JVM specification. These are areas where tight convergence
is very important for developers and where there are competing
product variants, so more vigilance is needed.

But there are other API areas where there seems comparatively
little risk of accidental incompatibilities and these areas
may get comparatively light JCK coverage. This is a continual
balancing act and the JCK team adjusts depending on what
is happening in the external world. We will start
adding greater test coverage to an area if there starts to
be evidence for more risk of actual incompatibilities.

One last word on the tests: I want to emphasize that these
are tests aimed at interface compatibility, not at traditional
product quality assurance testing. In addition to the 2.5
million lines of JCK tests that we use for compatibility
testing, we have an additional 10.4 million lines of SQA test
code that we use inside of Sun for product level testing of
Sun's J2SE implementation. SQA and JCK testing have some
overlap, but they have very different goals.

The Rules

Now, passing the JCK means more than just passing the individual
tests. You also need to satisfy the Rules. The Rules
are defined in the JCK User's Guide, which is part of the
download bundle.

So what's going on here? Well, the tests can make sure that
people are meeting the main positive requirements of the
specifications, but it is impossible to write tests that can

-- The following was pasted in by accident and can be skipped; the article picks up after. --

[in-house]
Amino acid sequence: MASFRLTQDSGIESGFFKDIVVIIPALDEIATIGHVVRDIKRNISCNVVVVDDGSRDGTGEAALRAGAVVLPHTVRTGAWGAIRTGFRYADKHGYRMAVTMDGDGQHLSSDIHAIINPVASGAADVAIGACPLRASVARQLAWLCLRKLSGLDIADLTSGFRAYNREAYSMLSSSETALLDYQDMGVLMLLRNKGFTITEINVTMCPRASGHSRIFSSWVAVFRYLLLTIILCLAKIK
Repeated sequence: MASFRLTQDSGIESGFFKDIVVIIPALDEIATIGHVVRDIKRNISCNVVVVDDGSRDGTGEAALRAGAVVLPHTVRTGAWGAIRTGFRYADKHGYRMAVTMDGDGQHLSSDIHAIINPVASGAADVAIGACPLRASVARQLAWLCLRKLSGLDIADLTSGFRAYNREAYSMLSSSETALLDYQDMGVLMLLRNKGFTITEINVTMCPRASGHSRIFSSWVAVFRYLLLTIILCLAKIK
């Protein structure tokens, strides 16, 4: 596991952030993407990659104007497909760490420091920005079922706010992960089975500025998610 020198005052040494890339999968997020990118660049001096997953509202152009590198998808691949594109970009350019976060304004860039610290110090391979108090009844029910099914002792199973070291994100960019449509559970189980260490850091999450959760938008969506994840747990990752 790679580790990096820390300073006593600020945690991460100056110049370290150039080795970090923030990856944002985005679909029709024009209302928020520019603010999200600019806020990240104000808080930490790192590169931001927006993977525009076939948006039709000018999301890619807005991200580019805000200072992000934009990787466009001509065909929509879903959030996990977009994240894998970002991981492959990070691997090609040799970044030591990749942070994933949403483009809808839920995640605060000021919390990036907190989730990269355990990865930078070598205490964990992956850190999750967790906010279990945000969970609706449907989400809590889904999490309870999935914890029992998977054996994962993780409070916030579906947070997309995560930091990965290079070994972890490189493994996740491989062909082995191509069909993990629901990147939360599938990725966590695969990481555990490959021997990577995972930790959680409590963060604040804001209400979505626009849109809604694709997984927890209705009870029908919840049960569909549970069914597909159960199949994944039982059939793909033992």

check for every possible violation of the specs.
For example, we can write tests to make sure that
a Java compiler supports every standard Java language keyword
correctly, but it is is very hard to write a test that would
detect a new keyword that some clever vendor has snuck in to their
version of the language. (Not that anyone would ever do anything
like that. No way. Inconceivable!)

So the Rules are used to define some higher level standards
for compatibility which may not currently be captured in
explicit tests. One example is that there is a Rule that
requires that a product be compatible in "all configurations".
You can't have a special configuration that you use to pass
the tests, but then encourage your customers to use other
configurations that are actually subtly incompatible. Yes,
someone tried that trick once. Nice try, but this kind of
thing is why we have the Rules as well as the Tests.

Getting a full JCK license

If you want to move beyond reading the tests to actually
compiling or running tests, you will need to move to one of
the fancier and more complicated licenses such as
or the upcoming J2SE Java Distribution License (JDL).

These licenses are intended to support doing full-scale
compatibility testing on your own J2SE implementation.
These are serious commercial licenses and they cover
all kinds of wonderful details about
exactly what you can and cannot do with the tests, and
what trademark rights and obligations you have, and support
licensing agreements and much, much more. It's the kind
of stuff that lawyers love. For commercial use, these
licenses start at about $5OK, including some minimal support.

If you are serious about using the J2SE JCK to do compatibility
testing then you probably do need to understand all that stuff.
And you will probably want to buy extra support, as full
compatibility testing is complicated and most serious users
find they do need help.

But if all you want to do is look at the tests, these
licenses are definitely total overkill, which is why we've created
the new read-only license to allow simple evaluation access.


We think the JCK is the greatest thing since sliced bread.

It isn't necessarily perfect, but it's been a great vehicle for
driving real compatibility. We hope you'll enjoy reading it!

- Graham